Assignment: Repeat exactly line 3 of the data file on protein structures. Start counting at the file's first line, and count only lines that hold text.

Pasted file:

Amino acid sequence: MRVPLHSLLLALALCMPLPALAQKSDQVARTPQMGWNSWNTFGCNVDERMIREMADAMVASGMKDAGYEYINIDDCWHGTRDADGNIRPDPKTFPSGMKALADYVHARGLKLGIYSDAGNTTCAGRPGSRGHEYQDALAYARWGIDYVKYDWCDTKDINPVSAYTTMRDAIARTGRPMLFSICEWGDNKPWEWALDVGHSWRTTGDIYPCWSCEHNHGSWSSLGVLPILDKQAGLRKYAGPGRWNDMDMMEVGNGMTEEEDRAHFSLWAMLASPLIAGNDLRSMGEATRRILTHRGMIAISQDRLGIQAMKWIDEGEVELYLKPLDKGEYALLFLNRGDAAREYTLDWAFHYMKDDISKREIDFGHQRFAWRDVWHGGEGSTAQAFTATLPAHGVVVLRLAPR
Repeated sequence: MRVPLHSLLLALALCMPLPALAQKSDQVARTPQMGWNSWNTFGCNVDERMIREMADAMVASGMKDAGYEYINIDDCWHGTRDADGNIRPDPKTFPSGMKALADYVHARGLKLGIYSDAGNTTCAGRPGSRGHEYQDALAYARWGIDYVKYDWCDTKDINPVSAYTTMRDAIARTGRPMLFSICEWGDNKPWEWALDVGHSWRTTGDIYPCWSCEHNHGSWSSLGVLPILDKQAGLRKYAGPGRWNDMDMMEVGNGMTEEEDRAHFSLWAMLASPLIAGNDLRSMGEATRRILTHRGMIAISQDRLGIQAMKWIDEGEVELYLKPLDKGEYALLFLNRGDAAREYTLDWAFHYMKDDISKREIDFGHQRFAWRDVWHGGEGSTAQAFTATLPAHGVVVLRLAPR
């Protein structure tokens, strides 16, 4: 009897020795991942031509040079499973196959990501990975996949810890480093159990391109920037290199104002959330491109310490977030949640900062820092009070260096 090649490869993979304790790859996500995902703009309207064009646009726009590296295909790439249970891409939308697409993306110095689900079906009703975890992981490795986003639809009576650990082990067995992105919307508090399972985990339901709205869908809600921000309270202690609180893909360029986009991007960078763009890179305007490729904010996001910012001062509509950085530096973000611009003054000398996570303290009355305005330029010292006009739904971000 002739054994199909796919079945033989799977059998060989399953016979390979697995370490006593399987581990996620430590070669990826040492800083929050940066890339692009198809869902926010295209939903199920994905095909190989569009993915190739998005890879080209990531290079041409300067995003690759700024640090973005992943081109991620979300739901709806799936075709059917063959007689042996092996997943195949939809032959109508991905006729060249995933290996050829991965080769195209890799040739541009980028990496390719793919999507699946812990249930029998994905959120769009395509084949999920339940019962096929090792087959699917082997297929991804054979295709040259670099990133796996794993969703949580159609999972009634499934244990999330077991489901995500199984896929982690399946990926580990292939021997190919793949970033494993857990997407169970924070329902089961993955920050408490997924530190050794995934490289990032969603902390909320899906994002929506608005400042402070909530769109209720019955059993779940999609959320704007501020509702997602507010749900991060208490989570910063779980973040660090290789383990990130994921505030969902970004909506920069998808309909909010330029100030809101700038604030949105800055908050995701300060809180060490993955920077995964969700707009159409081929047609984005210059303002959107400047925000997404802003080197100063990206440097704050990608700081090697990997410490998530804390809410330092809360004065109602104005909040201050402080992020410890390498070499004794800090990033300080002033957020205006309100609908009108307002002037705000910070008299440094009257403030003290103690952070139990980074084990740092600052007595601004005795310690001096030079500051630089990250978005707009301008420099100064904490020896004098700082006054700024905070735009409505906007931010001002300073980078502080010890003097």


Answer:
């Protein structure tokens, strides 16, 4: 009897020795991942031509040079499973196959990501990975996949810890480093159990391109920037290199104002959330491109310490977030949640900062820092009070260096 090649490869993979304790790859996500995902703009309207064009646009726009590296295909790439249970891409939308697409993306110095689900079906009703975890992981490795986003639809009576650990082990067995992105919307508090399972985990339901709205869908809600921000309270202690609180893909360029986009991007960078763009890179305007490729904010996001910012001062509509950085530096973000611009003054000398996570303290009355305005330029010292006009739904971000 002739054994199909796919079945033989799977059998060989399953016979390979697995370490006593399987581990996620430590070669990826040492800083929050940066890339692009198809869902926010295209939903199920994905095909190989569009993915190739998005890879080209990531290079041409300067995003690759700024640090973005992943081109991620979300739901709806799936075709059917063959007689042996092996997943195949939809032959109508991905006729060249995933290996050829991965080769195209890799040739541009980028990496390719793919999507699946812990249930029998994905959120769009395509084949999920339940019962096929090792087959699917082997297929991804054979295709040259670099990133796996794993969703949580159609999972009634499934244990999330077991489901995500199984896929982690399946990926580990292939021997190919793949970033494993857990997407169970924070329902089961993955920050408490997924530190050794995934490289990032969603902390909320899906994002929506608005400042402070909530769109209720019955059993779940999609959320704007501020509702997602507010749900991060208490989570910063779980973040660090290789383990990130994921505030969902970004909506920069998808309909909010330029100030809101700038604030949105800055908050995701300060809180060490993955920077995964969700707009159409081929047609984005210059303002959107400047925000997404802003080197100063990206440097704050990608700081090697990997410490998530804390809410330092809360004065109602104005909040201050402080992020410890390498070499004794800090990033300080002033957020205006309100609908009108307002002037705000910070008299440094009257403030003290103690952070139990980074084990740092600052007595601004005795310690001096030079500051630089990250978005707009301008420099100064904490020896004098700082006054700024905070735009409505906007931010001002300073980078502080010890003097």